The Secret Service announced late Wednesday that three of its personnel connected to the Colombia prostitute scandal--two supervisors and one agent--will leave the agency while eight more remain under investigation.
The agency is carrying out a full probe into the incident, including lie detector tests and witness interviews in Colombia, the assistant director of the U.S. Secret Service Office of Government and Public Affairs, Paul Morrissey, said in a statement.
"Although the Secret Service's investigation into allegations of misconduct by its employees in Cartagena, Colombia, is in its early stages, and is still ongoing, three of the individuals involved will separate or are in the process of separating from the agency," said Morrissey, whose office is running the probe.
One supervisor was allowed to retire from the agency. Another "has been proposed for removal for cause," triggering a process in which that person can hire a lawyer and challenge the case against him. And one agent has resigned.
"The remaining eight employees continue to be on administrative leave. Their security clearances remain suspended," Morrissey said.
"The Secret Service continues to conduct a full, thorough and fair investigation, utilizing all investigative techniques available to our agency. This includes polygraph examinations, interviews with the employees involved, and witness interviews, to include interviews being conducted by our Office of Professional Responsibility in Cartagena, Colombia," he said.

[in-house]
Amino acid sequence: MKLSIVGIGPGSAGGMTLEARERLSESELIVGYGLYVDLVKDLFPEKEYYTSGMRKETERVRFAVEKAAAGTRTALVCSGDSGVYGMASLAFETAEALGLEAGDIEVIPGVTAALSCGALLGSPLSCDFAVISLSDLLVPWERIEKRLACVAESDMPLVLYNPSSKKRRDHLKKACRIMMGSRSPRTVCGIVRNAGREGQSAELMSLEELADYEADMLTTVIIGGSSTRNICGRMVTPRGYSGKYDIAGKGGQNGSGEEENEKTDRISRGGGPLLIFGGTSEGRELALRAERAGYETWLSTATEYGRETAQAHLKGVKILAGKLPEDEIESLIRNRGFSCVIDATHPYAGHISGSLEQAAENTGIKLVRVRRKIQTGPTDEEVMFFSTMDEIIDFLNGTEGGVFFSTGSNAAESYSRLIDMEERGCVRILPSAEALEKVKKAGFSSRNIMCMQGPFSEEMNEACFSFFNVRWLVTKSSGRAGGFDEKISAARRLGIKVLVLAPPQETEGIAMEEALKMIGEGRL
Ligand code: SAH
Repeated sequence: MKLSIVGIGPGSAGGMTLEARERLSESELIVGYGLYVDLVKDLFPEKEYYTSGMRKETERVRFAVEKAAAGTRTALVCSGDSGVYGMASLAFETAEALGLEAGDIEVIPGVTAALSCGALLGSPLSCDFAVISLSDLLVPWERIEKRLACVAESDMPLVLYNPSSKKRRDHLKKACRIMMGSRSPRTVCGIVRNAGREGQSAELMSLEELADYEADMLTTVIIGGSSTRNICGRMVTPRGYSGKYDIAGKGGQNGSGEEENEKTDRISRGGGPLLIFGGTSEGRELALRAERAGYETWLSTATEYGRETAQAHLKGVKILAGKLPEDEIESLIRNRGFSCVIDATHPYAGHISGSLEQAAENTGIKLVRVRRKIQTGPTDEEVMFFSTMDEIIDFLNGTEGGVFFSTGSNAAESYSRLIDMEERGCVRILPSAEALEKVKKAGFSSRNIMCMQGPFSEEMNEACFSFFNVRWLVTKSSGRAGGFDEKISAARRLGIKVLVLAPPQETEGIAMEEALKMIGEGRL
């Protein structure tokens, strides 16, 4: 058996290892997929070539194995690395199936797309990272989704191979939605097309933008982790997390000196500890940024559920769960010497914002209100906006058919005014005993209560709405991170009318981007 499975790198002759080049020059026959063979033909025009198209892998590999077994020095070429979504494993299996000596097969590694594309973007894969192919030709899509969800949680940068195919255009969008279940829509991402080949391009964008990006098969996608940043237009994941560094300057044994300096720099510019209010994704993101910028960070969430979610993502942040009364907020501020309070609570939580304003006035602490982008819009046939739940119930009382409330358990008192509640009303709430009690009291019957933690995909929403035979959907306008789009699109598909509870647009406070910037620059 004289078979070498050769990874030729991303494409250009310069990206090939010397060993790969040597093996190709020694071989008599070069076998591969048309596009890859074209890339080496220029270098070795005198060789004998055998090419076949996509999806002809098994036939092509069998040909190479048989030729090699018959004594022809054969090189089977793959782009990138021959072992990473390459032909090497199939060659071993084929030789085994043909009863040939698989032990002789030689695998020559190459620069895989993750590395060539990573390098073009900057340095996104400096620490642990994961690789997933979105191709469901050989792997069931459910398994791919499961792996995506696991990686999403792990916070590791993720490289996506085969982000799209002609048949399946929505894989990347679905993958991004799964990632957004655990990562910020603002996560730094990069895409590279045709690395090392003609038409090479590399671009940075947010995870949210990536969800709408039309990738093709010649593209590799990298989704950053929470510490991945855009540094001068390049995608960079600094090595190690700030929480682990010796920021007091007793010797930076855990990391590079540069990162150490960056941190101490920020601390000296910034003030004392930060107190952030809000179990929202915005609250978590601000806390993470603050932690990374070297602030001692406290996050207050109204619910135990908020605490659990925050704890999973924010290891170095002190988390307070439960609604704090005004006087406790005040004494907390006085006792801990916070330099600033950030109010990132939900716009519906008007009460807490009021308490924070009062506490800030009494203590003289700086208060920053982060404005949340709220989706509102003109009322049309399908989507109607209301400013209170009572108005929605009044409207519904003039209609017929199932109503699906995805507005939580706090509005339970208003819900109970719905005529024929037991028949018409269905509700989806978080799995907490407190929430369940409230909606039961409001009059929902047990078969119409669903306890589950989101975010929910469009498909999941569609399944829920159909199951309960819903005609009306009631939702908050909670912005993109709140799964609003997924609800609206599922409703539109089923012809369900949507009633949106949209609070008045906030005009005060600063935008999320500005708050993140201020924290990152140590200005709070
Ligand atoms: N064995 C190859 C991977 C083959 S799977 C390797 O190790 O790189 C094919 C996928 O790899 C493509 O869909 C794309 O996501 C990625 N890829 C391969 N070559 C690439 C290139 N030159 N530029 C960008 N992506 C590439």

"Since these allegations were first reported, the Secret Service has actively pursued this investigation, and has acted to ensure that appropriate disciplinary action is effected. We demand that all of our employees adhere to the highest professional and ethical standards and are committed to a full review of this matter," Morrissey said.
Meanwhile, ABC News' Jake Tapper obtained a letter from the Republican chairman and Democratic ranking member of the House Oversight and Government Reform Committee to Secret Service director Mark Sullivan warning that the agents, who allegedly brought prostitutes to their rooms at the Hotel Caribe, may have brought the escorts "into contact with sensitive security information." Congressmen Darrell Issa and Elijah Cummings also requested a range of details from the agency, including a determination as to whether the women involved were all over 18 years of age.
In their letter, Issa and Cummings bluntly told Sullivan that "your task is to restore the world's confidence in the U.S. Secret Service."
"Our nation's capacity to protect the President, the Vice President, and visiting foreign leaders, among others, is dependent on the character and judgment of the agents and officers of the U.S. Secret Service. The actions of at least 11 agents and officers in Colombia last week showed an alarming lack of both," the lawmakers wrote in the letter obtained by ABC.
"The facts as you described them raised questions about the agency's culture," they wrote. "The incident in Cartagena is troubling because Secret Service agents and officers made a range of bad decisions, from drinking too much, to engaging with prostitutes, to bringing foreign nationals into contact with sensitive security information, to exposing themselves to blackmail and other forms of potential compromise."
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